WASHINGTON — Your child's lunch or breakfast at school could soon be changing.
That's because of new guidelines proposed by the Department of Agriculture, which regulates school meals nationwide.
One of the most immediate changes is a push to get schools to serve primarily whole grains by the start of the school year in 2024.
However, the proposal is getting some surprising pushback — including from those overseeing nutrition in schools nationwide.
REASON TO WORRY
In short, the goal of the Department of Agriculture is to put more whole grains, less sodium, and less sugar in students' meals while at school.
While criticism is always expected with any proposed government change, some criticism is surprising: the criticism coming from school nutritionists.
"There is a fine line," Jessica Gould, a school nutrition director for Littleton Public Schools in Colorado, said.
We met Gould during a recent lobbying trip to Washington, D.C. — Gould says eating healthy is great. She strives for that every day. However, she worries the current proposal might go too far.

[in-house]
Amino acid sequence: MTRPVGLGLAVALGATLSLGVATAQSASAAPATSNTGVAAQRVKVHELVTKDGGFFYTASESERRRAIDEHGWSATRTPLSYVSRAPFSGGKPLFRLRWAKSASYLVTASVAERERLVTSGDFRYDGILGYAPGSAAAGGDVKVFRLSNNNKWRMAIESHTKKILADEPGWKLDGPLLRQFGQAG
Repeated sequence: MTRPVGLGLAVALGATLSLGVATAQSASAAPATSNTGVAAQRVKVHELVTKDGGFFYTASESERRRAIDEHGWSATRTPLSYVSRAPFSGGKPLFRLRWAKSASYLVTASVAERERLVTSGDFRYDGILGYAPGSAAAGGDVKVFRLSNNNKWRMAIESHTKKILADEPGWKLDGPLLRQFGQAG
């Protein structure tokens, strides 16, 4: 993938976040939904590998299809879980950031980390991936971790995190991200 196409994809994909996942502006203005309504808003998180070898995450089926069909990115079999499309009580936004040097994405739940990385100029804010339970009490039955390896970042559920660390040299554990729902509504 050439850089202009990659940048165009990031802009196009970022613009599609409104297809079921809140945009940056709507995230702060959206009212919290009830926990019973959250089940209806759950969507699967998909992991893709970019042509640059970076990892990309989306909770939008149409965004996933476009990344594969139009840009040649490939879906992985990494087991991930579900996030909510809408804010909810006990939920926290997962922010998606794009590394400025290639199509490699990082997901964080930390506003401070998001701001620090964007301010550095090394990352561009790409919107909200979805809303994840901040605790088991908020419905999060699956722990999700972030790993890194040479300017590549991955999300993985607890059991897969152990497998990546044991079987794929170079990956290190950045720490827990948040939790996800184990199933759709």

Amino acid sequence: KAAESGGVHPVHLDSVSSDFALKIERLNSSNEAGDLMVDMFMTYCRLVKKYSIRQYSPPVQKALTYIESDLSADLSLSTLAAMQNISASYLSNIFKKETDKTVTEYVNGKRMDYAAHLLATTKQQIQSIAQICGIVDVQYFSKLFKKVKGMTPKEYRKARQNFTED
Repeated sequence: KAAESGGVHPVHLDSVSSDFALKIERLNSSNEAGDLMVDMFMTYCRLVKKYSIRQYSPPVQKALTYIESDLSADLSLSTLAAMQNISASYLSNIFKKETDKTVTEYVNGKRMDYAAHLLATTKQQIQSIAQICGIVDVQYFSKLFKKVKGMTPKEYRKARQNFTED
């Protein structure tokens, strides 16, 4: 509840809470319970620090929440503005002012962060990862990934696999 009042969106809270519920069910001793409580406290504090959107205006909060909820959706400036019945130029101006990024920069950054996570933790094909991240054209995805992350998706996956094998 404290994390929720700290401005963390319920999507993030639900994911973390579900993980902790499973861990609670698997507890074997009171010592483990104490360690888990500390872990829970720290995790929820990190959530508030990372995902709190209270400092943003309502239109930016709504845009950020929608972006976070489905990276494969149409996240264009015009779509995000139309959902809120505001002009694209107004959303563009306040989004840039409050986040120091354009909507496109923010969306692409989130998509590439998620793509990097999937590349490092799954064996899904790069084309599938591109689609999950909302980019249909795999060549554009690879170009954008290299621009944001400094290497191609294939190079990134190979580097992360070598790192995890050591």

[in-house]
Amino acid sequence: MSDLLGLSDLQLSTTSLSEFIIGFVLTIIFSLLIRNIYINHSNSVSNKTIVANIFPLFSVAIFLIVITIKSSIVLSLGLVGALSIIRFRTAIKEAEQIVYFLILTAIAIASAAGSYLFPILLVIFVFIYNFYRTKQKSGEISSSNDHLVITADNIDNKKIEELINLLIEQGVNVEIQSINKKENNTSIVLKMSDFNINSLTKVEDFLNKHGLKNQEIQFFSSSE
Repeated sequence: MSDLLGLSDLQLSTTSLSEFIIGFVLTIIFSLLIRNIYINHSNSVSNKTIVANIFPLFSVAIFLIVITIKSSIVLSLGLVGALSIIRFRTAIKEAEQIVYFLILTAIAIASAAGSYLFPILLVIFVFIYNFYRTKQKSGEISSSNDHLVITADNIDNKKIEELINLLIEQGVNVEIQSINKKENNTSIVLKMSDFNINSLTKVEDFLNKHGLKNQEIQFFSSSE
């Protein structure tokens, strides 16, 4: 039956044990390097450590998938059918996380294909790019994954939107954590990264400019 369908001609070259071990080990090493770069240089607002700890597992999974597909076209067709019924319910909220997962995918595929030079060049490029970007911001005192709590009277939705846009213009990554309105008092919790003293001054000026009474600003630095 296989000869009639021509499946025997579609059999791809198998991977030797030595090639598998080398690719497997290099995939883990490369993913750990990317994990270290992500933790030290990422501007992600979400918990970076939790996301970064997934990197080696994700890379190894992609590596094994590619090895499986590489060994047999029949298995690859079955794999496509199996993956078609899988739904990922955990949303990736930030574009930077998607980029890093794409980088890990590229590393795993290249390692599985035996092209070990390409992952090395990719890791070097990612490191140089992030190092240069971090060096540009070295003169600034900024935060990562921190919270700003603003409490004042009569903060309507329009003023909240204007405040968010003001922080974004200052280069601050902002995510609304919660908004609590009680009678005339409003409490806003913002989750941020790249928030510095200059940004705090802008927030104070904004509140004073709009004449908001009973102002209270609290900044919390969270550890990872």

At the end of the day, school nutritionists must ensure students want to eat the food.
"The kids that don't like the taste of our food — because it doesn't have enough flavor — they bring their own food from home," Gould says.
Gould's fear is less-tastier food could create a culture of the haves and the have-nots. Children whose parents can afford to let them bring their meals and children whose parents can't.
"We overregulate sometimes," Gould said.
Not to mention, there is a cost.
One suggested change is reducing the sodium levels in meals by around 30% by 2029. That will force food manufacturers to change recipes and distribution, passing the cost to schools.
"Out manufacturers have said every time we reformulate for our programs, it costs millions of dollars," Gould said.
Over at the Department of Agriculture, the issue is serious.
Secretary of Agriculture Tom Vilsack calls it a public health issue, and new funding is being made available to make it happen.
"This is a national security imperative. It's a health care imperative for our children," Vilsack said.